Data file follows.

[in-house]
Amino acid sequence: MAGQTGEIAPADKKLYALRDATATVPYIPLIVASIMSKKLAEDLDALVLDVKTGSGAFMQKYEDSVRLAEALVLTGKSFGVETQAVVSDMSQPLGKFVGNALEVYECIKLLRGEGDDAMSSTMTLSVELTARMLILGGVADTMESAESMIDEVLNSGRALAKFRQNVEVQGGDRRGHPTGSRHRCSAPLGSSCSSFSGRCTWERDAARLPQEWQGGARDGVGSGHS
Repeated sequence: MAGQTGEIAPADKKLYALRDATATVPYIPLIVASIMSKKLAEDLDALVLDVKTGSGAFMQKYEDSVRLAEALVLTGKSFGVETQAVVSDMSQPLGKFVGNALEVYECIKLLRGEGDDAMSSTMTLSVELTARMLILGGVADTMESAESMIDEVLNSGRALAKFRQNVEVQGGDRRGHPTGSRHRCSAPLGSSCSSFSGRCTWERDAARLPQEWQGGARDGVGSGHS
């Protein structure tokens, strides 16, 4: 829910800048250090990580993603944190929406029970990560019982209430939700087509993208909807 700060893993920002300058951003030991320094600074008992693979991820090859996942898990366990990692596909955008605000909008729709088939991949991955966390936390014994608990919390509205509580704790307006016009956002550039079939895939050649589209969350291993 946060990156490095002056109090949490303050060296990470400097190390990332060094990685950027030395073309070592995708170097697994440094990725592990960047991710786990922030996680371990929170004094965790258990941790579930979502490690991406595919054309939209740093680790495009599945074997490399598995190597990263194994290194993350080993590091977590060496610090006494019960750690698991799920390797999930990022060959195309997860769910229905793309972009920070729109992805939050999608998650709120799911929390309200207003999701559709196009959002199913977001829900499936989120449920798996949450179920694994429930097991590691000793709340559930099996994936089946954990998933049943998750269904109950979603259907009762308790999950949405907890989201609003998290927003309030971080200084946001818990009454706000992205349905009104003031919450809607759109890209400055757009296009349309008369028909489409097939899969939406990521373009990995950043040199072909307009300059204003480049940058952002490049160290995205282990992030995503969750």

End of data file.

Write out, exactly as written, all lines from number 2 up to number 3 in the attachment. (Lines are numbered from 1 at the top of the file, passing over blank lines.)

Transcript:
Amino acid sequence: MAGQTGEIAPADKKLYALRDATATVPYIPLIVASIMSKKLAEDLDALVLDVKTGSGAFMQKYEDSVRLAEALVLTGKSFGVETQAVVSDMSQPLGKFVGNALEVYECIKLLRGEGDDAMSSTMTLSVELTARMLILGGVADTMESAESMIDEVLNSGRALAKFRQNVEVQGGDRRGHPTGSRHRCSAPLGSSCSSFSGRCTWERDAARLPQEWQGGARDGVGSGHS
Repeated sequence: MAGQTGEIAPADKKLYALRDATATVPYIPLIVASIMSKKLAEDLDALVLDVKTGSGAFMQKYEDSVRLAEALVLTGKSFGVETQAVVSDMSQPLGKFVGNALEVYECIKLLRGEGDDAMSSTMTLSVELTARMLILGGVADTMESAESMIDEVLNSGRALAKFRQNVEVQGGDRRGHPTGSRHRCSAPLGSSCSSFSGRCTWERDAARLPQEWQGGARDGVGSGHS